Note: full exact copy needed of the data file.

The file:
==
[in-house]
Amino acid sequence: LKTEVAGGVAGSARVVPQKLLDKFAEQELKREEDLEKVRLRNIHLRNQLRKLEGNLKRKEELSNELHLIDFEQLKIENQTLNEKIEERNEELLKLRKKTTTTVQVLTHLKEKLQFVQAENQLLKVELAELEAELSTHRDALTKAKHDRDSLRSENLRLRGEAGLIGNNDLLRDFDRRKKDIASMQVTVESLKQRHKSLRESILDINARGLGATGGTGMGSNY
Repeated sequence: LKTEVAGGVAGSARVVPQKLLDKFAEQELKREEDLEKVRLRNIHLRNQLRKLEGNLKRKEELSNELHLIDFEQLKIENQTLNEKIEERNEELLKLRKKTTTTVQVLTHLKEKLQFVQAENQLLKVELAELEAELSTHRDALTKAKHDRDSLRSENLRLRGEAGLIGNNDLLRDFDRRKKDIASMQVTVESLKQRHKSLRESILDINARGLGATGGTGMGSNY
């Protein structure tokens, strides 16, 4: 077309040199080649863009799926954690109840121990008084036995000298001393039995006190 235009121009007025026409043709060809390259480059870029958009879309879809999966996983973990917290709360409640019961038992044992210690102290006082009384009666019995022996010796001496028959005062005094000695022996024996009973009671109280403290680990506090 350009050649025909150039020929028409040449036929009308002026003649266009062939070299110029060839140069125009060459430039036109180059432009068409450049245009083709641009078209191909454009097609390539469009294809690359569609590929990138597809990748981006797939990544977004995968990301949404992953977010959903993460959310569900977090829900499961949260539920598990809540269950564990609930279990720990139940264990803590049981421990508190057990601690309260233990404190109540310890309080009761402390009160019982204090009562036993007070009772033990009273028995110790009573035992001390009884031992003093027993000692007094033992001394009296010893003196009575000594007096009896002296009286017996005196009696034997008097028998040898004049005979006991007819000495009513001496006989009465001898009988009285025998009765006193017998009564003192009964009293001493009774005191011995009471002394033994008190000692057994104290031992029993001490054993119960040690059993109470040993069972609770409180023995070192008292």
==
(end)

[in-house]
Amino acid sequence: LKTEVAGGVAGSARVVPQKLLDKFAEQELKREEDLEKVRLRNIHLRNQLRKLEGNLKRKEELSNELHLIDFEQLKIENQTLNEKIEERNEELLKLRKKTTTTVQVLTHLKEKLQFVQAENQLLKVELAELEAELSTHRDALTKAKHDRDSLRSENLRLRGEAGLIGNNDLLRDFDRRKKDIASMQVTVESLKQRHKSLRESILDINARGLGATGGTGMGSNY
Repeated sequence: LKTEVAGGVAGSARVVPQKLLDKFAEQELKREEDLEKVRLRNIHLRNQLRKLEGNLKRKEELSNELHLIDFEQLKIENQTLNEKIEERNEELLKLRKKTTTTVQVLTHLKEKLQFVQAENQLLKVELAELEAELSTHRDALTKAKHDRDSLRSENLRLRGEAGLIGNNDLLRDFDRRKKDIASMQVTVESLKQRHKSLRESILDINARGLGATGGTGMGSNY
């Protein structure tokens, strides 16, 4: 077309040199080649863009799926954690109840121990008084036995000298001393039995006190 235009121009007025026409043709060809390259480059870029958009879309879809999966996983973990917290709360409640019961038992044992210690102290006082009384009666019995022996010796001496028959005062005094000695022996024996009973009671109280403290680990506090 350009050649025909150039020929028409040449036929009308002026003649266009062939070299110029060839140069125009060459430039036109180059432009068409450049245009083709641009078209191909454009097609390539469009294809690359569609590929990138597809990748981006797939990544977004995968990301949404992953977010959903993460959310569900977090829900499961949260539920598990809540269950564990609930279990720990139940264990803590049981421990508190057990601690309260233990404190109540310890309080009761402390009160019982204090009562036993007070009772033990009273028995110790009573035992001390009884031992003093027993000692007094033992001394009296010893003196009575000594007096009896002296009286017996005196009696034997008097028998040898004049005979006991007819000495009513001496006989009465001898009988009285025998009765006193017998009564003192009964009293001493009774005191011995009471002394033994008190000692057994104290031992029993001490054993119960040690059993109470040993069972609770409180023995070192008292």